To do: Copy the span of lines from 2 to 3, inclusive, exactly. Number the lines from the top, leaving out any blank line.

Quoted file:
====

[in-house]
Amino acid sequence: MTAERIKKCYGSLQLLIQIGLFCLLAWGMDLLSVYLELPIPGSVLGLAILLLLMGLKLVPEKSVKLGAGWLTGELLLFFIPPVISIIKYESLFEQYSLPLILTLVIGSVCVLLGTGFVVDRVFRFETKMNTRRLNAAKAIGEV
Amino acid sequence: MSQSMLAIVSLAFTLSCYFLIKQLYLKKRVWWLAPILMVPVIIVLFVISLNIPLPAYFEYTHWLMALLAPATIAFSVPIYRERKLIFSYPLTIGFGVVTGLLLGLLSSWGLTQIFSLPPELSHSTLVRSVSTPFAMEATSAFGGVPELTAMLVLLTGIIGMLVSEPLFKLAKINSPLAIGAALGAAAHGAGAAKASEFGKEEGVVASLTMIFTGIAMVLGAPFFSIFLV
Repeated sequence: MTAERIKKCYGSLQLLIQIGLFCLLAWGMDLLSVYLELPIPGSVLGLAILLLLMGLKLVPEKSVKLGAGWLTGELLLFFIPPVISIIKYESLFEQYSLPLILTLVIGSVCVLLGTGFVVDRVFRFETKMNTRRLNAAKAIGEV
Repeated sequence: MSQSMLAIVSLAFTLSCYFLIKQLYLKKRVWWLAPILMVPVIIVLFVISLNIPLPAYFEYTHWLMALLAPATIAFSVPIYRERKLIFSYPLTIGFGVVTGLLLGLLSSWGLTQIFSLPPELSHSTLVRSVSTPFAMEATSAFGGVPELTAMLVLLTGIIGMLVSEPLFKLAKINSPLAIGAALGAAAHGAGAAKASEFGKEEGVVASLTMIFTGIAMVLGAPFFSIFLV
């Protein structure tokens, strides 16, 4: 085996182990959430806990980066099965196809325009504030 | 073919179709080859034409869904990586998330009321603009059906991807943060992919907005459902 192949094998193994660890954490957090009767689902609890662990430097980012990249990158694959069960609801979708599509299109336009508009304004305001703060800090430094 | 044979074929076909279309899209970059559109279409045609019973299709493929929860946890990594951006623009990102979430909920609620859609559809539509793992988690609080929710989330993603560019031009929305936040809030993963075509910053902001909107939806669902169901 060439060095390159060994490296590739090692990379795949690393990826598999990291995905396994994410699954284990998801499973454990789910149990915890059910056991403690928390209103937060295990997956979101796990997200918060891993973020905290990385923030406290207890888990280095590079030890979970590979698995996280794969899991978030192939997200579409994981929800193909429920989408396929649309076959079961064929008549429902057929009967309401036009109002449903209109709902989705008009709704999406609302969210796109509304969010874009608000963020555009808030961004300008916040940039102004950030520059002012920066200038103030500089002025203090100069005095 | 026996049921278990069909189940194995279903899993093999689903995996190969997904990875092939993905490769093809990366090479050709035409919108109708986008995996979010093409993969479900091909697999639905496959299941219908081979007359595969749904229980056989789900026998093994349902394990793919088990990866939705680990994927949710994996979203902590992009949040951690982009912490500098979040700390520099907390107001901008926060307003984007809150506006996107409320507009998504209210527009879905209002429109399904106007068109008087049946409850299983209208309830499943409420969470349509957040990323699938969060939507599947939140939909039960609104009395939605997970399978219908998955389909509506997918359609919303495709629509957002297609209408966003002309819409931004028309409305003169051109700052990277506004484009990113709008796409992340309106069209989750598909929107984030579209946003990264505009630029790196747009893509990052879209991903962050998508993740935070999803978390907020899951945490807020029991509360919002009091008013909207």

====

Amino acid sequence: MTAERIKKCYGSLQLLIQIGLFCLLAWGMDLLSVYLELPIPGSVLGLAILLLLMGLKLVPEKSVKLGAGWLTGELLLFFIPPVISIIKYESLFEQYSLPLILTLVIGSVCVLLGTGFVVDRVFRFETKMNTRRLNAAKAIGEV
Amino acid sequence: MSQSMLAIVSLAFTLSCYFLIKQLYLKKRVWWLAPILMVPVIIVLFVISLNIPLPAYFEYTHWLMALLAPATIAFSVPIYRERKLIFSYPLTIGFGVVTGLLLGLLSSWGLTQIFSLPPELSHSTLVRSVSTPFAMEATSAFGGVPELTAMLVLLTGIIGMLVSEPLFKLAKINSPLAIGAALGAAAHGAGAAKASEFGKEEGVVASLTMIFTGIAMVLGAPFFSIFLV